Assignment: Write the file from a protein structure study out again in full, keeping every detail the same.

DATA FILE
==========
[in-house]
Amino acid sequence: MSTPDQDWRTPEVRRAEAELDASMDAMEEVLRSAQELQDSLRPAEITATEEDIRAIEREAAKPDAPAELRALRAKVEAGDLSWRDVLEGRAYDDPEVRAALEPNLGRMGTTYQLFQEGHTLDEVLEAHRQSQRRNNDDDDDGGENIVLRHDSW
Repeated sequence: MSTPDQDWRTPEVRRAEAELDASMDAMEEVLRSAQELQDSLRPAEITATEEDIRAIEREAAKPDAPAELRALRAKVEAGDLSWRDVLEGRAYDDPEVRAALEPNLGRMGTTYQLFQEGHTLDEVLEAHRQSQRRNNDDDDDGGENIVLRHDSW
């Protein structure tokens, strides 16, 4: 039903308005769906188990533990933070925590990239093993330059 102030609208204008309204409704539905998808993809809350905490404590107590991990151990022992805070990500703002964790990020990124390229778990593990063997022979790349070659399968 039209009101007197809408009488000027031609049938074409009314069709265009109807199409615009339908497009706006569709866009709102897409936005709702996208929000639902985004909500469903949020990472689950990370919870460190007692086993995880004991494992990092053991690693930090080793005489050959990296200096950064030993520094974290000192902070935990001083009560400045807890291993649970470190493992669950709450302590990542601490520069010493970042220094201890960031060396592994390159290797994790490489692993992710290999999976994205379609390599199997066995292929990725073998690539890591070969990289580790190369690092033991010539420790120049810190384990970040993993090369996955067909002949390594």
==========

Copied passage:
[in-house]
Amino acid sequence: MSTPDQDWRTPEVRRAEAELDASMDAMEEVLRSAQELQDSLRPAEITATEEDIRAIEREAAKPDAPAELRALRAKVEAGDLSWRDVLEGRAYDDPEVRAALEPNLGRMGTTYQLFQEGHTLDEVLEAHRQSQRRNNDDDDDGGENIVLRHDSW
Repeated sequence: MSTPDQDWRTPEVRRAEAELDASMDAMEEVLRSAQELQDSLRPAEITATEEDIRAIEREAAKPDAPAELRALRAKVEAGDLSWRDVLEGRAYDDPEVRAALEPNLGRMGTTYQLFQEGHTLDEVLEAHRQSQRRNNDDDDDGGENIVLRHDSW
């Protein structure tokens, strides 16, 4: 039903308005769906188990533990933070925590990239093993330059 102030609208204008309204409704539905998808993809809350905490404590107590991990151990022992805070990500703002964790990020990124390229778990593990063997022979790349070659399968 039209009101007197809408009488000027031609049938074409009314069709265009109807199409615009339908497009706006569709866009709102897409936005709702996208929000639902985004909500469903949020990472689950990370919870460190007692086993995880004991494992990092053991690693930090080793005489050959990296200096950064030993520094974290000192902070935990001083009560400045807890291993649970470190493992669950709450302590990542601490520069010493970042220094201890960031060396592994390159290797994790490489692993992710290999999976994205379609390599199997066995292929990725073998690539890591070969990289580790190369690092033991010539420790120049810190384990970040993993090369996955067909002949390594």